The 2010 IIS Alumni Academic Seminar was held at the Ismaili Centre, Dubai, UAE from 4-6 December, 2010. Thirty-five alumni from Asia, Europe and North America, gathered to debate and discuss the theme of Education and Faith Communities: Issues and Responses. Sessions ranged from the philosophic to the practical, focusing on how religious education is understood, and the role that it can play in the larger society. The topic of the Academic Seminar was particularly pertinent as this was the first annual Academic Seminar that included graduates of the Institute’s Secondary Teacher Education Program (STEP) as well as other IIS alumni working as educators around the world.
Mr Shiraz Kabani, Head of Operations, Finance & Development at IIS, opened the seminar with some introductory words delineating the programme objectives and highlighting the key issues and challenges relevant to religious education within the context of faith-based communities.
Professor John Hull delivered the first session reflecting on the relationship between Christian theology and religious education. In particular, he drew parallels between different teaching processes and applied Christian theology. In his view, religious education should not be approached through an exposition of theological (Christian or otherwise) principles alone; rather it should be approached through a critical examination of the actual context in which education takes place so as to avoid becoming only a process of indoctrination.
He further argued that if teachers of religious education are first and foremost educators, they must be open to the possibility that their students may or may not accept what they are taught. In order for religious education to be of use in the modern world, it must encourage faith in the context of known and understood alternatives.
Dr Anil Khamis (Class of 1992) discussed religious education in the context of developing countries, particularly focusing on the case study of Somalia and the Dar al-Qur’an school model. This transnational initiative, supported by diasporic communities, combines the attractions of a modern school (the built environment, trained teachers, etc.) with the aspirations of communities in terms of their religious needs. Dr Khamis introduced the debate between two different understandings of the purpose of schools and religious education: schools as sites to learn how to be in society and schools as sites of insulation from society until children are intellectually equipped.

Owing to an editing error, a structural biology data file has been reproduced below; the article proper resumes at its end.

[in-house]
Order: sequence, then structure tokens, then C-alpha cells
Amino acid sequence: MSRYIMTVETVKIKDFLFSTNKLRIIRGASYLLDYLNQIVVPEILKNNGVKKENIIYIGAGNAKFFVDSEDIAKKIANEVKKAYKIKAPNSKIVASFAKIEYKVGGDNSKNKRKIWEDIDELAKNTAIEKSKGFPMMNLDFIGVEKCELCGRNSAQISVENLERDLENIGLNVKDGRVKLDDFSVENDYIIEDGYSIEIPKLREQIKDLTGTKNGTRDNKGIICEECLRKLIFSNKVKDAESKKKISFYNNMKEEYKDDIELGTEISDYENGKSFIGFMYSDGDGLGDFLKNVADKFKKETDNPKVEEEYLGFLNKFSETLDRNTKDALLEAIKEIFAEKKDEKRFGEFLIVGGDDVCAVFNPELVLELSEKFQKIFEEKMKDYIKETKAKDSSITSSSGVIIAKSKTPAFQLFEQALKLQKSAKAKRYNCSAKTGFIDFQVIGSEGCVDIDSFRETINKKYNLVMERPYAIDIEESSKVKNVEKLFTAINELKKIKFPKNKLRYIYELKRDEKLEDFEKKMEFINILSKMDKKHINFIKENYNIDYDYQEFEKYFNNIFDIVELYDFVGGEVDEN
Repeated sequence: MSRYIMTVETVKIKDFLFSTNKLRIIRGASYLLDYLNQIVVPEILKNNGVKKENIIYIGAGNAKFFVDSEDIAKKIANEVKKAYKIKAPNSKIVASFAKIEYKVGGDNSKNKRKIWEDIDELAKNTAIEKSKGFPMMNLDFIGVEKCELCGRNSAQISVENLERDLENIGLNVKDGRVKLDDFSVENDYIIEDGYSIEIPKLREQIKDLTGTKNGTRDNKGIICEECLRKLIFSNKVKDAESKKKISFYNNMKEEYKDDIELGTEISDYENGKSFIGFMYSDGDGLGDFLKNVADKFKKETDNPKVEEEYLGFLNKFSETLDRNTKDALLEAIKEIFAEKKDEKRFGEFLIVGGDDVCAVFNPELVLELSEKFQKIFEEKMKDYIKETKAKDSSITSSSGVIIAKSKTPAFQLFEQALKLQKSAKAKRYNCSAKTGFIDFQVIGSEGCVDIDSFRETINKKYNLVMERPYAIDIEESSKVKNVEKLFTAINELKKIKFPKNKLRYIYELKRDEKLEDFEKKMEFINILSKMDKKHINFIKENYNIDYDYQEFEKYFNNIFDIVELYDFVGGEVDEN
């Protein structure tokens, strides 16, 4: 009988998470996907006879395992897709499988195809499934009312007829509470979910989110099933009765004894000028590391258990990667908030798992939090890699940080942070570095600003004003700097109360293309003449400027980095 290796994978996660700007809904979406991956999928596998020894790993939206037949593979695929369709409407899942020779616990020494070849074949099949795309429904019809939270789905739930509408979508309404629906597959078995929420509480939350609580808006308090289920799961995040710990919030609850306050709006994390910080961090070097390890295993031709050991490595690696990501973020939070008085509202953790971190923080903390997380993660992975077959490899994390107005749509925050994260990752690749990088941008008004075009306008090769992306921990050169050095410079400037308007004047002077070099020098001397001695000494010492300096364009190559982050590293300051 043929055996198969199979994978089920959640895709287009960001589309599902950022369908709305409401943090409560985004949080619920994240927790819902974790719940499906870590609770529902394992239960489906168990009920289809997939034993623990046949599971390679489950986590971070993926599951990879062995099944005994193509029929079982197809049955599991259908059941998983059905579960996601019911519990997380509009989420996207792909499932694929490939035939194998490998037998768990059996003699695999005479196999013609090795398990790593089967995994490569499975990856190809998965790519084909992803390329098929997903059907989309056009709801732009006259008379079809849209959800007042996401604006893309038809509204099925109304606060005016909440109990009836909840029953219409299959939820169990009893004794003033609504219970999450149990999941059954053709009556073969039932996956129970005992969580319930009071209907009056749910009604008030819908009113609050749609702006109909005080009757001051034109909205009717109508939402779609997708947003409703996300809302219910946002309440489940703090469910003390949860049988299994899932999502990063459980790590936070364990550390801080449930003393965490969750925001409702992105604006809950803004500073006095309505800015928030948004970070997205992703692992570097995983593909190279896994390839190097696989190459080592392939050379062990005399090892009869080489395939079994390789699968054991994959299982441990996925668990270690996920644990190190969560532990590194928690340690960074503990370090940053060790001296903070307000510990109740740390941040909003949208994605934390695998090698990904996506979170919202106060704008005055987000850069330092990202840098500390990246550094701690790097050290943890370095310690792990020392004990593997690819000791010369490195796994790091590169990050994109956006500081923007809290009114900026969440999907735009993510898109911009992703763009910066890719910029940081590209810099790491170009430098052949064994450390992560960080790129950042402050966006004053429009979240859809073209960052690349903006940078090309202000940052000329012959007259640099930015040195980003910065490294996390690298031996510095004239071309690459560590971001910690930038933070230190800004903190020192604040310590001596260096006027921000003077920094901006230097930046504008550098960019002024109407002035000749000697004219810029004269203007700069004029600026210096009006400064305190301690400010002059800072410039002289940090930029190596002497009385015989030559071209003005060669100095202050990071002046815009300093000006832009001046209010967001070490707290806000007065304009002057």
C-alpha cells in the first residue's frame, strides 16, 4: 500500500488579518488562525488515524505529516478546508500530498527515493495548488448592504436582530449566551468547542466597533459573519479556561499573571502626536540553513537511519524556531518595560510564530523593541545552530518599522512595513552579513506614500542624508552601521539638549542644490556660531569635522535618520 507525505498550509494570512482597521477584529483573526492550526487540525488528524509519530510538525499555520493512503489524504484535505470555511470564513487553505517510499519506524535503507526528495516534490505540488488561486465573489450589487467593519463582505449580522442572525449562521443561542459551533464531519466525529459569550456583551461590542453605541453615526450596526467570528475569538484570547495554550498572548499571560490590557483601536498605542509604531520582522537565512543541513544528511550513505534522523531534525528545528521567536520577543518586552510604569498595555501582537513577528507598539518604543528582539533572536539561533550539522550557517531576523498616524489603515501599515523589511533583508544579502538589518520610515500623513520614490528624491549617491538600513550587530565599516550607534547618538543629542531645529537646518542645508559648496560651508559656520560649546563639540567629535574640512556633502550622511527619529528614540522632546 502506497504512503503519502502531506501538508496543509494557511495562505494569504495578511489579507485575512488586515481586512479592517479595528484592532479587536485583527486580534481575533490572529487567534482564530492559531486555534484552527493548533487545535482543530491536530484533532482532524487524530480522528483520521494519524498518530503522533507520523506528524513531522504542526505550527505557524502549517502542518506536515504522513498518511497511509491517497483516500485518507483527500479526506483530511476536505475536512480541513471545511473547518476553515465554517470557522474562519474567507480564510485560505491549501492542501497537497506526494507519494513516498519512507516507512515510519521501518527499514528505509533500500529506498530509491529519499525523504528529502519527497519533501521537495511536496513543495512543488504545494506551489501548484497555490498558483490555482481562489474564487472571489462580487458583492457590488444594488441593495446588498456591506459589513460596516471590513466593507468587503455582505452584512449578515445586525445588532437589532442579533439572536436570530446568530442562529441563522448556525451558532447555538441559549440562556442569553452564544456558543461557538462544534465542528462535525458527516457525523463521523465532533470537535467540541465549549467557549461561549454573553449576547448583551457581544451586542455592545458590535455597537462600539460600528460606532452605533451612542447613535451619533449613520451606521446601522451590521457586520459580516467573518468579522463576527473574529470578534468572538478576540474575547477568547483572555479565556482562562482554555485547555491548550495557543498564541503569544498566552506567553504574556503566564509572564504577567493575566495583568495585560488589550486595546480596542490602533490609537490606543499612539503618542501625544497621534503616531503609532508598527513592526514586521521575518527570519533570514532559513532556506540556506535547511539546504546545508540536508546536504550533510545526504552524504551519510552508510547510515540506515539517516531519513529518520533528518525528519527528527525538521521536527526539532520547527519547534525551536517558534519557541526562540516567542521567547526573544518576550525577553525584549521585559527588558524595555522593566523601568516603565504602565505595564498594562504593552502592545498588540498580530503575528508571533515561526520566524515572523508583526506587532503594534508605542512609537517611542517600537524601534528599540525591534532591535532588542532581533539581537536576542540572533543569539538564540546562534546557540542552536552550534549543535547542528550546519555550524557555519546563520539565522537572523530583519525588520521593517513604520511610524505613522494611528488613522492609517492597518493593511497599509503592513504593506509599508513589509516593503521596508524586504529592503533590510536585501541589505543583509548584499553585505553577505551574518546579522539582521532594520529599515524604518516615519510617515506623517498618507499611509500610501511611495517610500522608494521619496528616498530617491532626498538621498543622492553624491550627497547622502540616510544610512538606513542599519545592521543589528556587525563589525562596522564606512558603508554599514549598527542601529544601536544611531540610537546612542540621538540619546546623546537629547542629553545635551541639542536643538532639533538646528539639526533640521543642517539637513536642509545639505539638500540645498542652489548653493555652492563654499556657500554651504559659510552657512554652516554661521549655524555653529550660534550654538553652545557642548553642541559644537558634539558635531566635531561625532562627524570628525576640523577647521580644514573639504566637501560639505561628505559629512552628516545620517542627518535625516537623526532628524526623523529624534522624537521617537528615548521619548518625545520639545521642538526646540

On the second day of the seminar, Professor Liam Gearon discussed the interrelation of religion, politics and education in his paper on “State Policies on Religion in Education and the Position of Faith Communities”. Professor Gearon’s provocative thesis was that liberal democracies risk veering towards autocracy by attempting to control culture. Tracing philosophies of education from the Enlightenment onward, Professor Gearon used historical analysis to discuss how contemporary secular liberal democracies are inheritors of both the enlightenment tradition and totalitarian experiences.
Although in the past civics education ignored the role of religion in society, today teaching religion has become understood as a national security issue. In his view, state policies today neglect liberal democracy’s self-critique, and instead, increasingly use religion for political purposes. Today’s “counter-terrorism classroom” requires students to participate in an autocratic disavowal of discourse beyond the foundational terms of citizenship, democracy and human rights. This framework is therefore no less totalizing than the structures of theologies that it seeks to replace.
In the final session, Dr Abdulkader Tayob considered the relationship between ethics, moral reasoning and religious education. Dr Tayob began from the context of Apartheid South Africa, discussing various Muslim responses to ethical questions in the modern world. After the end of the Ottoman Caliphate in 1924, the redefinition of politics in Muslim societies became the intellectual ground for new ideas about identity, state, change, gender, etc.
Particularly focusing on human rights and Islamic law, Dr Tayob concluded that the texts of the Islamic tradition are relevant resources, even if they do not contain answers to contemporary questions per se. Furthermore, the desire to “correct” negative portrayals of Islam is wrapped up in very modern notions of identity that should be interrogated rather than simply accepted.
Discussions on both days were facilitated by Dr Shiraz Thobani (Class of 1982), Research Associate, and Dr Farouk Mitha (Class of 1986), Academic Course Director for STEP, both at the IIS. Both of them, in collaboration with Dr. Farid Panjwani of AKU-ISMC (Class of 1997), also contributed to the conceptualisation of the academic seminar. In addition to substantive sessions, alumni also enjoyed a tour of the Ismaili Centre, dinner on a replica of the traditional Dhow, and a visit to the Sharjah Museum of Islamic Civilization.
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